By Gregorio Piaia, Giovanni Santinello
This is the 3rd quantity of Models of the historical past of Philosophy, a collaborative paintings at the background of the heritage of philosophy relationship from the Renaissance to the top of the 19th century. the quantity covers a decisive interval within the background of recent concept, from Voltaire and the nice “Encyclopédie” of Diderot and d'Alembert to the age of Kant, i.e. from the histoire de l'esprit humain lively through the belief of growth to the a priori heritage of human proposal. The curiosity of the philosophes and the Kantians (Buhle and Tennemann) within the research and the reconstruction of the philosophies of the prior was once characterised by means of a spirit that used to be hugely severe, yet while systematic. the fabric is split into 4 huge linguistic and cultural components: the French, Italian, British and German. The targeted research of the 35 works which are thought of to be “general” histories of philosophy is preceded and followed via long introductions at the historic history and references to varied different works bordering on philosophical historiography.
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Extra info for Models of the History of Philosophy: Vol. III: The Second Enlightenment and the Kantian Age
The person who “gave philosophy a form which seems destined to last” was Newton, whose theories had long prevailed in French culture. D’Alembert appre- 1 The History of Philosophy in the Encyclopédie 19 ciates the moderation shown by the English scientist and asserts the originality of his theories against those who tended to credit the ancients with all the discoveries: “But even supposing that the Greeks had had an intuition in the same direction, what was only a rash and romantic system with them became a demonstrated truth in the hands of Newton.
In addition to the Discours préliminaire, D’Alembert wrote for the Encyclopédie the ‘Avertissement’ to volume III and the articles ‘Copernic’, ‘École (philosophie de l’)’, ‘Égoistes’, ‘Éléments des sciences’, ‘Érudition’, ‘Expérimental’, ‘Newtonianisme’; he also contributed to the entries ‘Cabale’ and ‘Cartésianisme’, and revised the scientific articles. 3 G. Piaia The Secondary Collaborators Among the other scholars who collaborated on the Encyclopédie, the most active editors of the articles concerning the history of philosophy were the abbés Yvon and Pestré.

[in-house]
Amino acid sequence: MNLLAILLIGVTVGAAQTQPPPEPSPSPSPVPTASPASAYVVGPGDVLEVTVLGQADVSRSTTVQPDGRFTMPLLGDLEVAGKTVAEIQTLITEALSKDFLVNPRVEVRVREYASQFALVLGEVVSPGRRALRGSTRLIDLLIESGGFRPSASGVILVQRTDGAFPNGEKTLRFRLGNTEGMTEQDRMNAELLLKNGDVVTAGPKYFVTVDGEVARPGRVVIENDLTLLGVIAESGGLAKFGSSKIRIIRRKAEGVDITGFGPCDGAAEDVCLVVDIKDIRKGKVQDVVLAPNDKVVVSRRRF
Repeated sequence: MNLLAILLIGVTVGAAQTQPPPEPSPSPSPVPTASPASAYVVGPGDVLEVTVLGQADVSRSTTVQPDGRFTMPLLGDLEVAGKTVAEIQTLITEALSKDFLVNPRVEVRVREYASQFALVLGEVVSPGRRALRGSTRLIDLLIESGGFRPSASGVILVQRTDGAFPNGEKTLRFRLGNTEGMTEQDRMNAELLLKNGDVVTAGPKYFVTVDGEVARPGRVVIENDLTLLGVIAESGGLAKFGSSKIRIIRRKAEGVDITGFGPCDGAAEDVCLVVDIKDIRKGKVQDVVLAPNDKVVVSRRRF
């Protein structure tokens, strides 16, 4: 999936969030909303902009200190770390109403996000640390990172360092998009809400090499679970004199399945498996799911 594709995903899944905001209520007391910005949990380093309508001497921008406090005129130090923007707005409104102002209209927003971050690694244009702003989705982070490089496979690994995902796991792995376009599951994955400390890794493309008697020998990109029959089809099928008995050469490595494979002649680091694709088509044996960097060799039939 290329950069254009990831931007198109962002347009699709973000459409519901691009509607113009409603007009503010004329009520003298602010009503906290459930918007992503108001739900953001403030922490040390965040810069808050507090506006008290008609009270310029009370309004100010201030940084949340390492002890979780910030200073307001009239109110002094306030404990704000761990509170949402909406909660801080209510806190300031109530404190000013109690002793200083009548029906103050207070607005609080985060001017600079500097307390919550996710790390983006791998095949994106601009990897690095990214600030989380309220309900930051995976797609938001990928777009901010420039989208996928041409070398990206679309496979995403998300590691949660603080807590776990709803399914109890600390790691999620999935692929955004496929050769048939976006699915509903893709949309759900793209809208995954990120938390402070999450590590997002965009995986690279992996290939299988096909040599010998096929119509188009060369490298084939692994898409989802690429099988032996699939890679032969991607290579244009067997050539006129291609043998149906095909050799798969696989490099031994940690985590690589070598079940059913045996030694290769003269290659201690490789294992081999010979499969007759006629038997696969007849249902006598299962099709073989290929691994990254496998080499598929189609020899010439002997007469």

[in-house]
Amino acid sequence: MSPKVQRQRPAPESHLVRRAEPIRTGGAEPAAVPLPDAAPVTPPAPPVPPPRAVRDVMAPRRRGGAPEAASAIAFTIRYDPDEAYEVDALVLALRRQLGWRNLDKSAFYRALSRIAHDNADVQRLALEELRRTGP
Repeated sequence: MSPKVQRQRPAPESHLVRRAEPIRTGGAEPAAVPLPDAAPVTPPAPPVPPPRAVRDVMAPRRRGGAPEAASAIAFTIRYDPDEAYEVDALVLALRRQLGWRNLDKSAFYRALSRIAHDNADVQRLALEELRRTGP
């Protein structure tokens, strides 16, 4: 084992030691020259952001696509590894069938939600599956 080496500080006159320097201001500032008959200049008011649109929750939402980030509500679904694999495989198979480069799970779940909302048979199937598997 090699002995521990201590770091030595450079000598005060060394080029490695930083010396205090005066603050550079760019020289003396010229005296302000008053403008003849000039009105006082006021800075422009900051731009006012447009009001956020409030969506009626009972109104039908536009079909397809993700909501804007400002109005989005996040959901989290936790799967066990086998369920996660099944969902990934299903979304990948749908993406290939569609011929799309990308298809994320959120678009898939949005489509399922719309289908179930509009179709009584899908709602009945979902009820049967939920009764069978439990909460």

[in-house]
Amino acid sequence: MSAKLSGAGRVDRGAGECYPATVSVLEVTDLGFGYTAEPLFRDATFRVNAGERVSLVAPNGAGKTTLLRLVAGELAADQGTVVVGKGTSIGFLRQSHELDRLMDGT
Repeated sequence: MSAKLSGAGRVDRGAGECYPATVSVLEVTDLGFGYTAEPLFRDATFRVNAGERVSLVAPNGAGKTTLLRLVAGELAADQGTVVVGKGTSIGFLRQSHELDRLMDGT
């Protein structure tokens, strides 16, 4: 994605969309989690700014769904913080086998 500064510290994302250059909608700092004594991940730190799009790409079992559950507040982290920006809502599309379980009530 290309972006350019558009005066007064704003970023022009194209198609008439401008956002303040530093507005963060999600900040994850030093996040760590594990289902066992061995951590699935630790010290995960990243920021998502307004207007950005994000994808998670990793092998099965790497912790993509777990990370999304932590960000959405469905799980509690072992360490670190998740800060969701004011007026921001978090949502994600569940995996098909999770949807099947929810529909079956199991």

124–125; the italics are mine). The text continues by emphasising the educational function of error, which goes far beyond the mere individual and takes on a dimension of cultural and civil regeneration that brings to mind Condorcet’s words: “Those nations that are still restrained in darkness by the yoke of superstition and despotism will one day – provided they finally manage to break their chains – take advantage of those contradictions to which all kinds of truths have been submitted by us; enlightened by our example, they will instantly overcome the immense number of mistakes and prejudices in which a thousand obstacles have constrained us for many centuries, and will all of a sudden pass from the deepest darkness to the true philosophy we have been able to touch only slowly and fleetingly”(I, p.
Models of the History of Philosophy: Vol. III: The Second Enlightenment and the Kantian Age by Gregorio Piaia, Giovanni Santinello